Where do I belong? For me this is a fraught question, as it is for many migrants.
When the migrant ship Australis slowly manoeuvred out of Cape Town’s docks in December 1974 and set off for the open sea I stood on the deck and watched as the majestic Table Mountain, under the shadow of which I had been born, receded into the distance. I felt an enormous sense of relief and I vowed never to return. Then the mountain disappeared over the horizon and I felt as if I had escaped from a prison. I couldn’t stand the place, with its racist, authoritarian government and its ultra-conservative, pious Afrikaners, who had as much compassion for people of colour as a predator has for its prey.
I have now lived in Australia for more than sixty percent of my entire life, so this is clearly where I belong, right? The places of my youth have changed beyond recognition, so surely I now no longer belong there. And yet, I am not always sure where I really belong. The place where one has lived as a child and as a young person is indelibly engraved into one’s psyche, regardless of the passage of time. Its tendrils retain a firm hold over the years. And so it is with me.
What is it that binds us forever to the places of our youth? It is the landscapes, the shape of the trees, the native flowers and birds and animals, the smells. It is the accents and the unique local sense of humour of the people. Even after forty years away my heart still soars when I hear Cape Coloured people speak their distinctive Kaapse Afrikaans, or when I hear the clicking sounds of a black person speaking Xhosa or Zulu.
A few years ago I borrowed my brother’s car and drove along the road between Gordon’s Bay and Hangklip, near my home town of Somerset West. The road winds its way between the ocean on one side and steep mountains on the other. As a young man I went there nearly every weekend, having barbecues with friends or girlfriends, snorkelling and sunbaking.
I spotted some wild proteas on the slope of the mountain, near the road. When I stopped and walked up the slope I suddenly smelled the aroma of the fynbos, the local vegetation, and was overpowered by the familiarity of the smells. I can’t even remember having ever registered these smells when I was young. I was so excited that I kept sniffing at the plants. Then I realised if anyone spotted me they would probably think I had escaped from a mental institution.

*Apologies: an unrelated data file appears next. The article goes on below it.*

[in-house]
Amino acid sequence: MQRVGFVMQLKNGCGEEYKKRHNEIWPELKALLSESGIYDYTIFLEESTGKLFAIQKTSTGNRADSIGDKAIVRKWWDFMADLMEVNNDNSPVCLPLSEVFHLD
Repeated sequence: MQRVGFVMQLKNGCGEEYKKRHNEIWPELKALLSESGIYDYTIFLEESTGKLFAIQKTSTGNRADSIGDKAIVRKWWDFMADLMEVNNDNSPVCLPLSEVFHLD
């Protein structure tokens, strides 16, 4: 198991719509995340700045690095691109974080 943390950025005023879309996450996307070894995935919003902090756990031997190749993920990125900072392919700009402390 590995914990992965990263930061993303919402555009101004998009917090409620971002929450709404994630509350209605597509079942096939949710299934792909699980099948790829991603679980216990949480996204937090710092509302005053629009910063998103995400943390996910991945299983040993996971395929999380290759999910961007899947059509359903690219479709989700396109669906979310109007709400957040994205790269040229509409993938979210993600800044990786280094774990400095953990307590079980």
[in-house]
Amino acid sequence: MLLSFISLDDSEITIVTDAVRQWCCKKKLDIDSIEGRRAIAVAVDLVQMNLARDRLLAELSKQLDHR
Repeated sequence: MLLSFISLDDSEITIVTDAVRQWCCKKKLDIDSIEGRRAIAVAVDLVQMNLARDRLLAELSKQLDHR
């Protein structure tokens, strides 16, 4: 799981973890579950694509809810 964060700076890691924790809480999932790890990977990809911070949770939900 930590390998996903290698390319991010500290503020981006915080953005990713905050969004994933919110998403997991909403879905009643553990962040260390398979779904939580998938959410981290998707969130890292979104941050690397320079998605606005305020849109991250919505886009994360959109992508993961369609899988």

During the forty plus years that I have lived in Australia I have naturally grown to love the smell and the shape of the gum trees and I adore the sounds of the warbling magpies and currawongs. They have also become a part of my psyche.
When I was working at the Glen Waverley Library five years after I had arrived in Australia, I came across a book called Wild Australia: a view of birds and men, with paintings and drawings by the Australian artist John Olsen. His illustrations struck a strong chord within me and I realised for the first time the extent to which Australia had become “my place”.
At the time I was a complete ignoramus as far as art was concerned and I had never heard of Olsen. I wrote to him that same day and explained how I had struggled to come to terms with Australia’s animal and plant life and landscapes, which differed so much from that which I had grown up with. I told him his art work had captured the essence of Australia’s places and it had made me realise that I really felt at home in my new country.
Olsen responded:Ironically, when I am traveling in South Africa these days and I see a eucalypt or a callistemon with its red bottlebrush flowers, I immediately long for “home”. Such is the ambivalence of my belonging.
A couple of years ago I caught up with Johan, a university friend, in South Africa. It was the first time I had seen him since I had left my homeland all those decades ago. We had lost touch with each other when I departed, but now we were overjoyed to meet again.
“It’s so good to see you again after all these years, Tiens. I had heard somewhere that you had gone to Australia and I’ve often wondered how you were going there and what you were doing.” Then he added, “So when are you coming home?”
And for a little while there I felt I was ‘home’.
The writer Gillian Slovo, daughter of a South African political refugee, described this ambivalence perfectly in an article in The Bookseller of 31 January 1997:
North London is where I’ve lived most of my life. But there are things about South Africa that feel more like home to me … I have to deal with the fact that, like most exiles, I am at home in two places, and a stranger in both.
My children do not suffer from the same ambivalence as their father. When my son Neil was six years old I took him and a couple of his little mates to the local swimming pool one day. They were all sitting in the back of the car. I overheard one friend asking Neil, “Why does your dad speak so funny?”
“How do you mean?’ asked Neil.
“He doesn’t speak the same as us Aussies.”
“Oh,” Neil replied. “That’s because me dad’s an Afro. And me mum’s a Pom, but me – I’m an Aussie!”